Dr. William R. Cupach is Professor Emeritus in the School of Communication at Illinois State University. He earned his B.A. from Loyola University of Chicago in 1978, double-majoring in Economics and Communication Arts. In 1981 he received his M.A. and Ph.D. in Communication Arts and Sciences from the University of Southern California and joined the faculty of Illinois State University that same year. His areas of expertise include interpersonal communication, research methods, conflict and negotiation, and persuasion. Dr. Cupach is a past President of the International Association for Relationship Research. Dr. Cupach’s interdisciplinary research program illuminates the “dark side” of social and personal relationships by exploring how individuals experience and manage awkward, difficult, and challenging interactions and relationships. He has investigated such contexts as embarrassing social predicaments, interpersonal conflict and criticism, relational transgressions, relationship termination, communication between former spouses, communication about sex, social and relational aggression, bullying, obsessive relationship pursuit, and stalking.[7]

Social theory use of ORI[edit]

Relational Goal Pursuit Theory[edit]

According to the Relational Goal Pursuit Theory (RGPT),[8] people expend energy to develop or reinitiate relationships to the extent that they perceive a relationship desirable and attainable. It becomes all about achieving the goal of a relationship. ORI occurs when people continue to believe that a relationship is attainable even though it is not. The pursuer begins to escalate when they meet challenges to their goal. RGPT identifies processes that conspire to transform otherwise normal relationships into ORI and stalking. All relationships begin with a goal to pursuit. The following are some rules:

  1. Obsessive pursuers link the relationship to higher order goals, such as happiness and self-worth
  2. This linking results in exaggerated positive attitudes regarding the success of the relational goal
  3. There is an exaggerated positive attitude regarding the success of the relational goal
  4. Linking also produces exaggerated negative attitudes towards failure of the relational goal
  5. This failure produces heightened negative emotions
  6. The linking renders goal abandonment as unlikely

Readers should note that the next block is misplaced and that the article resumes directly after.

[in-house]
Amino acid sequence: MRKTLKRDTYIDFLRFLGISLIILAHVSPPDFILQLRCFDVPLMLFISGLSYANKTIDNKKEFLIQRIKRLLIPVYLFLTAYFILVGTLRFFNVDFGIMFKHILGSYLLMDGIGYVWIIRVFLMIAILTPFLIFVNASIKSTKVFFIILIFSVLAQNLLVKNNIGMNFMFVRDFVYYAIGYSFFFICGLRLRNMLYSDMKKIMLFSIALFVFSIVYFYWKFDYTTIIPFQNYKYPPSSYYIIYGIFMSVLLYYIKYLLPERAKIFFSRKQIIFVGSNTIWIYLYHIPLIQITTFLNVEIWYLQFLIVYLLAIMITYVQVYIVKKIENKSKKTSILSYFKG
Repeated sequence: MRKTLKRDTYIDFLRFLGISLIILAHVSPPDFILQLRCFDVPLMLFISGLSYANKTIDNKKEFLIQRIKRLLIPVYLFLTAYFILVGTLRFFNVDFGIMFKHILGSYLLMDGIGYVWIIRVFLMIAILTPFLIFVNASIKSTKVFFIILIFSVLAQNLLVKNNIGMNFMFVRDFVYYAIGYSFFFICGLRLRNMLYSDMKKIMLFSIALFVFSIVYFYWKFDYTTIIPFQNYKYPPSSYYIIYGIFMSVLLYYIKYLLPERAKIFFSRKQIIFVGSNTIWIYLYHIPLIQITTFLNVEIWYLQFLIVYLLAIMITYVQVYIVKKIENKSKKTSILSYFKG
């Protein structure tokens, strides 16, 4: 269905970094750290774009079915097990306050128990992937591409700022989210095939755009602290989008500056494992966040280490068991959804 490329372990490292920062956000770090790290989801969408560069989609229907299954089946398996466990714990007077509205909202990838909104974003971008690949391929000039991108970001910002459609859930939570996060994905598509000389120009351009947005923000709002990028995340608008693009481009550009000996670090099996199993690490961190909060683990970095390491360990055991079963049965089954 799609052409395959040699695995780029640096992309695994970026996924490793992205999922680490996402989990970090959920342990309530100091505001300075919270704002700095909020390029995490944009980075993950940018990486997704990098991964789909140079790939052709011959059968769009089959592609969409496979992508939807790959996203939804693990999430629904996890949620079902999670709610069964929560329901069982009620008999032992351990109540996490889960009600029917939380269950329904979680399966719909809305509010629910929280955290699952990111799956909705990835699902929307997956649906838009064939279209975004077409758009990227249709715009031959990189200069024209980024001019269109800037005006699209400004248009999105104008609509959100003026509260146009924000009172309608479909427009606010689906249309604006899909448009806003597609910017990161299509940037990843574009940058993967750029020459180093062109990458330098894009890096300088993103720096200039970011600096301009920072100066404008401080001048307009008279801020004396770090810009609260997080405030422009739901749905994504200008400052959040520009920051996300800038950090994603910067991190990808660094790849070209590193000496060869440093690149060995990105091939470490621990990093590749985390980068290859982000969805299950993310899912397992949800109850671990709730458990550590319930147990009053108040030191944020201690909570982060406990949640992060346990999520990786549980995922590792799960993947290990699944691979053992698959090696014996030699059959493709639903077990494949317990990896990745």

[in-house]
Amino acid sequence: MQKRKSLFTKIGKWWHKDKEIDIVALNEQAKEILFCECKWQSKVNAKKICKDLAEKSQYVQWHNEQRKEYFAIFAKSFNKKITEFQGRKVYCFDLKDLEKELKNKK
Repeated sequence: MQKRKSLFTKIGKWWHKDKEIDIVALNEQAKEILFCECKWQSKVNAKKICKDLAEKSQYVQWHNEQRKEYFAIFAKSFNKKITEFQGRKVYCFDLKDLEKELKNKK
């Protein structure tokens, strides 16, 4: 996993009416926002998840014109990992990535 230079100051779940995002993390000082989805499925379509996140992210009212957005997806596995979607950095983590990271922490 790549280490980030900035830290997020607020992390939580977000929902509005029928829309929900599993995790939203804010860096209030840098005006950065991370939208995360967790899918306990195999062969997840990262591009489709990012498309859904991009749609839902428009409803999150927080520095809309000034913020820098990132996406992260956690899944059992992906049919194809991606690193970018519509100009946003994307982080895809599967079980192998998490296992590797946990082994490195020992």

7. These exaggerated attitudes reinforce the importance of the relational goal
  8. The strength of the attitudes can predict persistence

Other reasons for ORI use[edit]

Cultural Scripts – if people play hard to get enough, eventually win the affection of person trying to love – usually work against the realization that the relationship is unattainable.[1]

Ambiguous Communication - initiation, reinitiating and rejection or relationships my keep hope alive. Using indirect signals to reject people because they are worried about hurting their feelings, pursuers usually interpret this incorrectly.[1]

Rumination – when people can’t obtain a goal, they tend to fixate on the problem and pursuers redouble their efforts.[1]

Shift in Motivation- when pursuer moves from desire to revenge from a feeling of being humiliated. This shift usually marks the beginning of more aggressive behaviors.[1]

ORI and Facebook[edit]

With the increase of Facebook and other social media tools designed to make us more accessible to others while taking away pieces of our privacy, ORI has become easier in an online world. There is relational intrusion from both offenders and targets in five different categories:[9]

  1. Primary contact attempts
  2. Secondary contact attempts
  3. Monitoring or surveillance
  4. Expressions
  5. Invitations

Online social media helps to facilitate behaviors indicative of ORI and these behaviors have consequences for users on their privacy and security.


  1. ^ a b c d e Guerrero, Laura; Andersen, Peter and Walid, Afifi (2011). Close Encounters-Communication in Relationships. Los Angeles: SAGE Publications. pp. 288–291. ISBN 978-1-4522-1710-9. 
  2. ^ a b c d e f Spitzberg, Brian; Cupach, William (1998). The Dark Side of Close Relationships (3rd ed.). New Jersey: Lawrence Erlbraum Assoc. pp. 233–264. ISBN 0-8058-4450-3. 
  3. ^ Asada, Kelly; Eunsoon Lee, Levine Timothy, Ferrara, Merissa (204). "Narcissism and Empathy as Predictors of Obsessive Relational Intrusion". Communication Research Reports 21 (4): 379–390. doi:10.1080/08824090409360002. 
  4. ^ a b Spitzberg, Brian (2001). "Obsessive Relational Intrusion, Coping, and Sexual Coercion Victimization". Communication Reports 14 (1): 19–31. doi:10.1080/08934210109367733. 
  5. ^ Sptizberg, Brian; Nicastro, Alana (1998). "Exploring the Interactional Phenomenon of Stalking and Obsessive Relational Intrustion". Communication Reports 11 (1): 33–47. doi:10.1080/08934219809367683. 
  6. ^ "San Diego State University Faculty Pages". San Diego State University. Retrieved 19 October 2013. 
  7. ^ "Illinois State University School of Communication". Illinois State University. Retrieved 19 October 2013. 
  8. ^ Spitzberg, Brian; Cupach, William (2008). The Dark Side of Relationship Pursuit: From Attraction to Obsession to Stalking. New Jersey: Lawrence Eflbaum. pp. 5–102. 
  9. ^ Chaulk, Kasey; Jones, Tim (2011). "Online Obsessive Relational Intrusion: Further Concerns About Facebook". Springer Science and Business Media 26 (4): 245–254. doi:10.1007/s10896-011-9360-x.